LAMAR-ORLANDO, ETC. v. City of Ormond Beach , 415 So. 2d 1312 ( 1982 )


Menu:
  • 415 So. 2d 1312 (1982)

    LAMAR-ORLANDO OUTDOOR ADVERTISING, Melweb Signs, Inc., Peterson Outdoor Advertising Corporation, Outdoor Advertising Art, Inc., and National Advertising Company, a Subsidiary Corporation of Minnesota Mining and Manufacturing Company, Appellants/Cross-Appellees,
    v.
    CITY OF ORMOND BEACH, a Municipal Corporation, Appellee/Cross-Appellant.

    Nos. 80-526, 80-530.

    District Court of Appeal of Florida, Fifth District.

    June 9, 1982.
    Rehearing Denied July 6, 1982.

    Michael D. Martin, Lakeland, for appellant/cross-appellee Lamar-Orlando Advertising.

    *1313 Gerald S. Livingston, Orlando, for appellants/cross-appellees Melweb Signs, Inc., Peterson Outdoor Advertising Corp., Outdoor Advertising Art and Nat. Advertising Co.

    Fred S. Disselkoen, Ormond Beach, for appellee/cross-appellant.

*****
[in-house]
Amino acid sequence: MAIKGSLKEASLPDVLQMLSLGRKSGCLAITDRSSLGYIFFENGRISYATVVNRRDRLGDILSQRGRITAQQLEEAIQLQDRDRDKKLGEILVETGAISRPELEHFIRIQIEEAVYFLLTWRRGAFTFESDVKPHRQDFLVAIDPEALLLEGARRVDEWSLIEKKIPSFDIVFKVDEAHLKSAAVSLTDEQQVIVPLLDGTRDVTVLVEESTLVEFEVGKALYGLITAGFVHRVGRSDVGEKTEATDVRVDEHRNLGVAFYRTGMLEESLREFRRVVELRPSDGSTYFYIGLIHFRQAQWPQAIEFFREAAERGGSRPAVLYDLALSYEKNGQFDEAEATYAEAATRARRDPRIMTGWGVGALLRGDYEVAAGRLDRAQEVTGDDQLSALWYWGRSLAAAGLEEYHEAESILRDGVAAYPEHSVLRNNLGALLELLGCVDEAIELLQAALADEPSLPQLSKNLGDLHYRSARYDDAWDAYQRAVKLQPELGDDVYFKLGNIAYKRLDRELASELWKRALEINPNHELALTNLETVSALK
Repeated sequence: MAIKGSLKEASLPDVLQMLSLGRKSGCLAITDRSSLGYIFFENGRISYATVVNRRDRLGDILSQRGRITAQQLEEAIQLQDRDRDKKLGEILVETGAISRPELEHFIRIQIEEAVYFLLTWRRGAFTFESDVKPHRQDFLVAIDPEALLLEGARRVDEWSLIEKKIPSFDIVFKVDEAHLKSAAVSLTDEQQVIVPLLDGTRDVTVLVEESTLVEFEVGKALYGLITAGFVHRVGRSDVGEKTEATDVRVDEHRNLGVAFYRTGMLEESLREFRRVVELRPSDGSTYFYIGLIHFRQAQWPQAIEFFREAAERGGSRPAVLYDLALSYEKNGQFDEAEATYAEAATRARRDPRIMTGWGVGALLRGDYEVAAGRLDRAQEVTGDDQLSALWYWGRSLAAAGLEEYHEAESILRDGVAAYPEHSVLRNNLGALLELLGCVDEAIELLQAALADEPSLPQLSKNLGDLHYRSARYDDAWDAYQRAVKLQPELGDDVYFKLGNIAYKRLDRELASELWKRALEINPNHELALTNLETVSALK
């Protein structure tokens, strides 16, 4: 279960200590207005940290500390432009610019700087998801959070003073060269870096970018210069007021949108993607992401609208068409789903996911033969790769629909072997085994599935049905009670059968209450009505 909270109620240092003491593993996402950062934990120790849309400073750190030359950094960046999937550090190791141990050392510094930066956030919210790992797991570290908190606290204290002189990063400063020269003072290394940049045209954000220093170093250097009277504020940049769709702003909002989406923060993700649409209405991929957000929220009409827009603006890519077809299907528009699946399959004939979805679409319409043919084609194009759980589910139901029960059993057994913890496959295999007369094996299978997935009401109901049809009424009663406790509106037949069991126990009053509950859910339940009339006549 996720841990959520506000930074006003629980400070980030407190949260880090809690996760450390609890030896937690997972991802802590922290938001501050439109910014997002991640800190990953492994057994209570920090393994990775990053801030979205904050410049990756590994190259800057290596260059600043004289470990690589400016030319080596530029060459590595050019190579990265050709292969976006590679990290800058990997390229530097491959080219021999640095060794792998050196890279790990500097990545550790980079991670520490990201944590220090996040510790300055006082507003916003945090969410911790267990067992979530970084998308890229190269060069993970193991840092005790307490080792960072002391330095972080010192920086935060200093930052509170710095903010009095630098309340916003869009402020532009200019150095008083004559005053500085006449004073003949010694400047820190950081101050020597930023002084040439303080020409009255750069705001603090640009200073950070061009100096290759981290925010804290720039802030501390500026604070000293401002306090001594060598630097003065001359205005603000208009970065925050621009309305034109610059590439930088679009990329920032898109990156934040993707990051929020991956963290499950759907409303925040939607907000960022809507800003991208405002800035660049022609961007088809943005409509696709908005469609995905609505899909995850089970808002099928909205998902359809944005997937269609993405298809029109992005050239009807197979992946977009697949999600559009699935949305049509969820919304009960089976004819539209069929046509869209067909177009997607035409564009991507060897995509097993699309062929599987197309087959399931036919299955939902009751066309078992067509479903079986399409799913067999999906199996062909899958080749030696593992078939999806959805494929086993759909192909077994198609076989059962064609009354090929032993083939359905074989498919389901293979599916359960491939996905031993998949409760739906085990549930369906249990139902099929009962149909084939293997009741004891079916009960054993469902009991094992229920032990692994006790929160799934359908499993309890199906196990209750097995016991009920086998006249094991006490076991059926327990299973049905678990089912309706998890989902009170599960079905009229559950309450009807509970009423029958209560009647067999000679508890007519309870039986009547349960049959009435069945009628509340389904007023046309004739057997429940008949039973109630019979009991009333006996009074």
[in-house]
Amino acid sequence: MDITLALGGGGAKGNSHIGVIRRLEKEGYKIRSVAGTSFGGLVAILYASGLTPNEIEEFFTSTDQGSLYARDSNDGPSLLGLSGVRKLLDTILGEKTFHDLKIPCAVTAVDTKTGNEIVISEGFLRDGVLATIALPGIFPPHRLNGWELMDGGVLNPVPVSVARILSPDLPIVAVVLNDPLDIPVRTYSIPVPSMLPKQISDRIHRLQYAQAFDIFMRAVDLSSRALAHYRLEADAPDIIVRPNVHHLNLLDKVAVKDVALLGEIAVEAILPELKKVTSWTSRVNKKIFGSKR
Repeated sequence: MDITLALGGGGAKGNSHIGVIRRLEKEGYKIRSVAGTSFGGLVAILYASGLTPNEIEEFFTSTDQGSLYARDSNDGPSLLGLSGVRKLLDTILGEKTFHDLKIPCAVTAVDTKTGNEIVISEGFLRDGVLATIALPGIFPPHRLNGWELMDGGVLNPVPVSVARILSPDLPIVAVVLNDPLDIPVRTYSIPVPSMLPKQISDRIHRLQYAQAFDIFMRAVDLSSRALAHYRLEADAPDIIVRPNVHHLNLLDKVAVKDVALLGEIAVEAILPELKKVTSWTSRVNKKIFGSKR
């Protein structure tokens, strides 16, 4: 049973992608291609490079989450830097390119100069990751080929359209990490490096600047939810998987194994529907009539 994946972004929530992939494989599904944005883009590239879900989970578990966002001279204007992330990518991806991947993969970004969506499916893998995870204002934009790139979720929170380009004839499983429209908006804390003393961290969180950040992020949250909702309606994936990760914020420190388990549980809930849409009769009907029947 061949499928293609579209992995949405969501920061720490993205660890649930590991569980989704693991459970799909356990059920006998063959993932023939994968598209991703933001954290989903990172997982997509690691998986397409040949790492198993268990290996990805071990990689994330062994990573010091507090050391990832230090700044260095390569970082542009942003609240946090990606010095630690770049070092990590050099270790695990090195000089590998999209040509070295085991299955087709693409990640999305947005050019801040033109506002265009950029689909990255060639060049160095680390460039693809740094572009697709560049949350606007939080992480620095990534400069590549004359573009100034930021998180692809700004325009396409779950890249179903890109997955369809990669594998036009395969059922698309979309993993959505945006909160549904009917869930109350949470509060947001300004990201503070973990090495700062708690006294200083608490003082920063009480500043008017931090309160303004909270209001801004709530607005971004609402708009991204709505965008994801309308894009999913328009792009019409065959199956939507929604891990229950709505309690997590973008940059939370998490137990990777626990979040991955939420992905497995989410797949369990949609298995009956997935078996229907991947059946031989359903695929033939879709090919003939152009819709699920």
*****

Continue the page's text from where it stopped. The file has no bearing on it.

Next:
SHARP, Judge.

    Appellants are owners of outdoor advertising signs, or billboards, located on U.S. Highway # 1 (a federal aid primary highway) in the City of Ormond Beach, Florida. Their signs were lawfully erected and permitted by applicable State and Federal laws. In 1968, the City enacted an ordinance which made appellants' signs nonconforming and required that they be removed within ten years.[1] When appellants failed to remove their signs by 1978, the City sought a declaratory judgment to construe the ordinance and enforce removal of the signs. While the litigation was pending in the lower court, the City amended its sign ordinance by adopting a comprehensive zoning code. The parties amended their pleadings and stipulated that the court should construe and apply the new ordinance. It continued the ten year amortization period for removing appellants' nonconforming signs, and continued to prohibit appellants' signs within the City.[2] Section 200.00 of the Ordinance defines "billboard" and "off-site" signs as follows: